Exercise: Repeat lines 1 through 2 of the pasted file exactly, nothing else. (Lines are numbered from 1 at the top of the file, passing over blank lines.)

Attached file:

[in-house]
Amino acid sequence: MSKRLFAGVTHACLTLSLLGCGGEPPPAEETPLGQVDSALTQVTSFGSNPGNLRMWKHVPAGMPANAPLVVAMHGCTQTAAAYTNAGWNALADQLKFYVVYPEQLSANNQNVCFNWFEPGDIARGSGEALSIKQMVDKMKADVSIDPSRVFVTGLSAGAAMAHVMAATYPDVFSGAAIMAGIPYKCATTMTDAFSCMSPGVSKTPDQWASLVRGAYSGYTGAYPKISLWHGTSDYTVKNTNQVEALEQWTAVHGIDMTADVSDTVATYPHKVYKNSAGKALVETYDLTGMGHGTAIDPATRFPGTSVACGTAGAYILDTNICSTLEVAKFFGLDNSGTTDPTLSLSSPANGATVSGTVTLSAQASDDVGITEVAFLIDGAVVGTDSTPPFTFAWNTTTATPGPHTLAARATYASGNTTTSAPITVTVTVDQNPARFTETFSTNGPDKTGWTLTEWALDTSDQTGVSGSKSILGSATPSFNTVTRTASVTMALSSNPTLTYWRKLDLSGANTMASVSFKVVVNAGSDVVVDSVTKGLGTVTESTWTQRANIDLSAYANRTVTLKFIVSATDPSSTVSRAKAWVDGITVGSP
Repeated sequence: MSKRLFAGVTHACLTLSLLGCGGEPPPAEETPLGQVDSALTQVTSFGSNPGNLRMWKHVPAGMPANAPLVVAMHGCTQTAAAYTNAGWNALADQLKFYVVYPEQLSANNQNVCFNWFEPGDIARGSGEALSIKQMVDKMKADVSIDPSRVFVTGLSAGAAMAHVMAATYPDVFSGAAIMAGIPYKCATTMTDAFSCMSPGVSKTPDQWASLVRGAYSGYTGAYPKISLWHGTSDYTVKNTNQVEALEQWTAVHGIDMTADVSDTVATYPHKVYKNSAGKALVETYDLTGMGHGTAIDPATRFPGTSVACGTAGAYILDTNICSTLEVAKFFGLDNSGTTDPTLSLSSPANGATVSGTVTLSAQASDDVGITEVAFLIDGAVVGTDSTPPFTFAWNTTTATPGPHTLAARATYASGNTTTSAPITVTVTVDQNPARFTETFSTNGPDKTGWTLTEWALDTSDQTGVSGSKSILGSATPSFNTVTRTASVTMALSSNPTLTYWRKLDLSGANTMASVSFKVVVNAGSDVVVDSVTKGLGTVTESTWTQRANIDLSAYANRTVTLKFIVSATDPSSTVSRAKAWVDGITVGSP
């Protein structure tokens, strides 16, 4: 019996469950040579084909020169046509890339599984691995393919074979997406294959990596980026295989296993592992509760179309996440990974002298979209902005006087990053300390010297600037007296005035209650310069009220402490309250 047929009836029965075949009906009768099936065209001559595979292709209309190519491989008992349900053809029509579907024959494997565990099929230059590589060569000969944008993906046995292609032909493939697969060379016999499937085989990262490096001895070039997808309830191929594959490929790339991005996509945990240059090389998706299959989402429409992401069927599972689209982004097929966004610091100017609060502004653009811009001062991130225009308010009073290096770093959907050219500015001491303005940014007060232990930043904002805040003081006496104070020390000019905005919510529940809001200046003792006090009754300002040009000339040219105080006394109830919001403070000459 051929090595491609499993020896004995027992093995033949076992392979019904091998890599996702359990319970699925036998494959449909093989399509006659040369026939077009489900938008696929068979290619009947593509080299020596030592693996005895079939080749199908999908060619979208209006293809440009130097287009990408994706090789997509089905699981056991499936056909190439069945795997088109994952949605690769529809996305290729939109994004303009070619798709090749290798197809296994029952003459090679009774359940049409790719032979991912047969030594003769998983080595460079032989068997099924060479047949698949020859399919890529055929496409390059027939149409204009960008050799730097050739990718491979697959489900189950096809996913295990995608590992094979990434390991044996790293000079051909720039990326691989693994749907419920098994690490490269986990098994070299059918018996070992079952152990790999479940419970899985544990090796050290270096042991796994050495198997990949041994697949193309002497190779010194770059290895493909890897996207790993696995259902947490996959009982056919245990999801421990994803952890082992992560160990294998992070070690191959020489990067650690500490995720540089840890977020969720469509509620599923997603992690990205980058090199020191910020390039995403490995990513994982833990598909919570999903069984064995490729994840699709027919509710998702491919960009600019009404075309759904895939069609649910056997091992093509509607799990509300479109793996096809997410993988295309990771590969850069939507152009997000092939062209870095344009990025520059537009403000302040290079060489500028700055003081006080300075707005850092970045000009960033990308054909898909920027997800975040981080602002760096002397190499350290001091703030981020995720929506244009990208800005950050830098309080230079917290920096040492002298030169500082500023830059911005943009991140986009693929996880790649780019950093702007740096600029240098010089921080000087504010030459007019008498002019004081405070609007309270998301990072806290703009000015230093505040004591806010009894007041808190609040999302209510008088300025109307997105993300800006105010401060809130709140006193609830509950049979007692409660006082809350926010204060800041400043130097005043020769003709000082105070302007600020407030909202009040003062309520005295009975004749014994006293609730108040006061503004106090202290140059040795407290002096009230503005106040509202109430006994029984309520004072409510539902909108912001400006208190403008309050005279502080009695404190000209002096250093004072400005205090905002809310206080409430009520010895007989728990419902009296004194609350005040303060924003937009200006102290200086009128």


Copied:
[in-house]
Amino acid sequence: MSKRLFAGVTHACLTLSLLGCGGEPPPAEETPLGQVDSALTQVTSFGSNPGNLRMWKHVPAGMPANAPLVVAMHGCTQTAAAYTNAGWNALADQLKFYVVYPEQLSANNQNVCFNWFEPGDIARGSGEALSIKQMVDKMKADVSIDPSRVFVTGLSAGAAMAHVMAATYPDVFSGAAIMAGIPYKCATTMTDAFSCMSPGVSKTPDQWASLVRGAYSGYTGAYPKISLWHGTSDYTVKNTNQVEALEQWTAVHGIDMTADVSDTVATYPHKVYKNSAGKALVETYDLTGMGHGTAIDPATRFPGTSVACGTAGAYILDTNICSTLEVAKFFGLDNSGTTDPTLSLSSPANGATVSGTVTLSAQASDDVGITEVAFLIDGAVVGTDSTPPFTFAWNTTTATPGPHTLAARATYASGNTTTSAPITVTVTVDQNPARFTETFSTNGPDKTGWTLTEWALDTSDQTGVSGSKSILGSATPSFNTVTRTASVTMALSSNPTLTYWRKLDLSGANTMASVSFKVVVNAGSDVVVDSVTKGLGTVTESTWTQRANIDLSAYANRTVTLKFIVSATDPSSTVSRAKAWVDGITVGSP